At the end of traffic, the Guard made sure windows were closed and all doors (except Driver's doors) locked then I stabled the set in the DMU Siding and shut down, with the handbrake firmly applied. The problem with the engine was written-up in the daily record sheet at the end of the day. Checking through the train, I found a discarded child's ticket, shown in the picture below. I went round locking Driver's doors, and clambered down to the ground, locking the final door. I then made my final ground level inspection, isolating the battery in each vehicle, checking all lights out and visually inspecting the engines and all underfloor equipment.

An Edmondson pasteboard Child Ticket issued on the day. Note the triangular area on the left punched out by the Ticket Inspector's ticket clipper to show that the ticket has been used.

Related posts on this website

To see all my posts about DMU at the Battlefield Line, select Label 'DMU'
or click here.
To see all my posts about the Battlefield Line, select Label 'Battlefield Line'
or click here.

My photograph albums

DMU Days at the Battlefield Line (51131/51321/55005 in 2017).
Midweek DMU Service (55005 in 2013).
Bubble Car (2011).
Shackerstone DMU Group (Earlier pictures from 2007 onwards).
All my Battlefield Line albums.

Thursday, 6 July 2017

Cars and Trains at Peak Rail

Events of Wednesday, 28th June 2017

In 2017, Peak Rail was operating the six-coupled side tank locomotive 'Jennifer', as I described in the post Peak Rail in 2017. It was raining hard on my journey to Rowsley on 28th June, where I was booked to drive 'Jennifer', and the rain seemed to intensify on my arrival. 'Jennifer' had been turned since my last visit, so that the chimney was at the north end, prompting the conclusion that we were going to couple at the north end of the train, with the 'top and tail' diesel at the south end. This was one of the suggestions made previously to investigate the 'surging' problem mentioned in the earlier post. The theory was that, with 'Jennifer' working uphill for most of the journey, the weight of the train would help to keep the couplings tight and reduce the 'surging'.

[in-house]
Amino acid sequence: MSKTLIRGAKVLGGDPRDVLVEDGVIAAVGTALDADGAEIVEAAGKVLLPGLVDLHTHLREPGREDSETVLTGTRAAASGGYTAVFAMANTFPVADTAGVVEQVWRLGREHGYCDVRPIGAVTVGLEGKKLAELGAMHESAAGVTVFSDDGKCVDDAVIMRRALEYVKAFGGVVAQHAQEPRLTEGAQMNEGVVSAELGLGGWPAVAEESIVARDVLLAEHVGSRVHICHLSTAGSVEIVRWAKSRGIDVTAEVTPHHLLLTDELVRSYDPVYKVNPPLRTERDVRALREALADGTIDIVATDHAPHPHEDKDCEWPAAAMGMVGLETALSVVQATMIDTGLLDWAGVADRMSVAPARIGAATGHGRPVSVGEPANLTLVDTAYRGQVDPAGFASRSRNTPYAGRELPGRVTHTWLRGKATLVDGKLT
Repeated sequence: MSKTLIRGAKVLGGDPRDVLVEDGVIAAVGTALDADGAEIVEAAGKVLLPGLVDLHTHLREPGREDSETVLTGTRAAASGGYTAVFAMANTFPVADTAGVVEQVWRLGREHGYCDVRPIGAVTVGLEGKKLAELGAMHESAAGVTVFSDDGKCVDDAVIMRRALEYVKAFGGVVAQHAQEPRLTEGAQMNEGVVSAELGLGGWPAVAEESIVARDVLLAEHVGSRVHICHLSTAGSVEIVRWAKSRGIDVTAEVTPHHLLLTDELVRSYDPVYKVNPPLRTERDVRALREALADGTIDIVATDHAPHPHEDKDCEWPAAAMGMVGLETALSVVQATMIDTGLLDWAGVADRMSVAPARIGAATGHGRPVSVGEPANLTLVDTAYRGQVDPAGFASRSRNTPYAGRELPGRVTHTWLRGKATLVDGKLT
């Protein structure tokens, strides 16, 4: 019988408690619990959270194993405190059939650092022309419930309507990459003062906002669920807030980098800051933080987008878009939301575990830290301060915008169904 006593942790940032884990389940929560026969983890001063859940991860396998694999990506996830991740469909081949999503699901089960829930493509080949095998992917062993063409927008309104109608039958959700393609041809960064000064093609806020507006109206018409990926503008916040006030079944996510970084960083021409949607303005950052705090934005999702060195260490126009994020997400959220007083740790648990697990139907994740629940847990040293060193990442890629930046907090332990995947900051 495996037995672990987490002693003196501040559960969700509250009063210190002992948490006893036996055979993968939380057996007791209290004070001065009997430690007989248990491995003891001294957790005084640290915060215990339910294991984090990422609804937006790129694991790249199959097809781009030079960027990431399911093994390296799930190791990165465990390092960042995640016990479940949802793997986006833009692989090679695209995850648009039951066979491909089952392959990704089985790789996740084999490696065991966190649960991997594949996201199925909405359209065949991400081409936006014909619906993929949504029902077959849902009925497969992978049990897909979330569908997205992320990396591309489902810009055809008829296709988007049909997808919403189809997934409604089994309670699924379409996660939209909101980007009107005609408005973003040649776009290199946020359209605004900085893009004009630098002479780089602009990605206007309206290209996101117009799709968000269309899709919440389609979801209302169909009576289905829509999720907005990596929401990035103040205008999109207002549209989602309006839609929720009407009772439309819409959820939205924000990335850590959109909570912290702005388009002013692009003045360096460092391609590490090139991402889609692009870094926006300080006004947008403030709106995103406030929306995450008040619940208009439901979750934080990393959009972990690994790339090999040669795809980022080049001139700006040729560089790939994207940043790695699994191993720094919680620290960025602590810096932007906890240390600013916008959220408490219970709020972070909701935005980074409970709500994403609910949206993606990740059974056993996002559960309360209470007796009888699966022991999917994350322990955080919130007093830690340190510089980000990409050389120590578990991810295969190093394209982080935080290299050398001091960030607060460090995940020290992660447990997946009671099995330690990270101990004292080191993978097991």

I was pleased that I'd have an opportunity to see if the theory was valid. Mike, who had driven the previous day with the 'new configuration' was fireman and he had steam raising well in hand. I was pretty wet by the time I'd oiled round but I endeavoured not to complain too much. We'd a two hour driving experience before the service train which concluded with the trainee shunting around the loop to couple onto the north end of the train.

Although my principal interest is 'steel wheels on steel rails', all forms of engineering fascinate me so I was intrigued to see that a coach had been reserved for the 'SUNBEAM TALBOT DARRAQ REGISTER' and, within minutes, a stream of vintage cars started to arrive.

This sign in the rain-splattered coach window (with a missing 'C') alerted me to the arrival of the vintage cars.

The rain had eased somewhat and I managed to take pictures of some of the vehicles but I'd only a few minutes before the train departed, with 'Jennifer' at the tail end. There's a website describing the Sunbeam Talbot Darracq Register vintage car club here.

'Sunbeam' produced high-quality motor vehicles ...

... in a range of styles.